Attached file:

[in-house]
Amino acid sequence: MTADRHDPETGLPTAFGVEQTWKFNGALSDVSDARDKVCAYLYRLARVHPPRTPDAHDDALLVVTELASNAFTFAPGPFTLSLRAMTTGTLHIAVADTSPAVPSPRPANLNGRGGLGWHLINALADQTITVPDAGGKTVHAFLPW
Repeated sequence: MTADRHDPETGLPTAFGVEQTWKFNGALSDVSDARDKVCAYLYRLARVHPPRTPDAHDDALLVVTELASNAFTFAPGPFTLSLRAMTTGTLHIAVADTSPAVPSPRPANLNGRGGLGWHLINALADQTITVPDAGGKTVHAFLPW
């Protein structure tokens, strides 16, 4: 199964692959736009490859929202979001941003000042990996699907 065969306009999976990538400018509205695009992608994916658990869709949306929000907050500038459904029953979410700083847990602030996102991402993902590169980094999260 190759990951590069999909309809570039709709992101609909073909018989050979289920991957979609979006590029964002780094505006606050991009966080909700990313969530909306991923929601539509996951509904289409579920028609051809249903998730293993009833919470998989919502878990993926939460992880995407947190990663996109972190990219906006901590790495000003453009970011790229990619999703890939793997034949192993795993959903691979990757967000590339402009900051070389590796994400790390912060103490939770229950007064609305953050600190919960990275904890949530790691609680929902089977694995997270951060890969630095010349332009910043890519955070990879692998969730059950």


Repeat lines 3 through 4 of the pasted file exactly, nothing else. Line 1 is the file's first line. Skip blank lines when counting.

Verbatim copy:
Repeated sequence: MTADRHDPETGLPTAFGVEQTWKFNGALSDVSDARDKVCAYLYRLARVHPPRTPDAHDDALLVVTELASNAFTFAPGPFTLSLRAMTTGTLHIAVADTSPAVPSPRPANLNGRGGLGWHLINALADQTITVPDAGGKTVHAFLPW
């Protein structure tokens, strides 16, 4: 199964692959736009490859929202979001941003000042990996699907 065969306009999976990538400018509205695009992608994916658990869709949306929000907050500038459904029953979410700083847990602030996102991402993902590169980094999260 190759990951590069999909309809570039709709992101609909073909018989050979289920991957979609979006590029964002780094505006606050991009966080909700990313969530909306991923929601539509996951509904289409579920028609051809249903998730293993009833919470998989919502878990993926939460992880995407947190990663996109972190990219906006901590790495000003453009970011790229990619999703890939793997034949192993795993959903691979990757967000590339402009900051070389590796994400790390912060103490939770229950007064609305953050600190919960990275904890949530790691609680929902089977694995997270951060890969630095010349332009910043890519955070990879692998969730059950």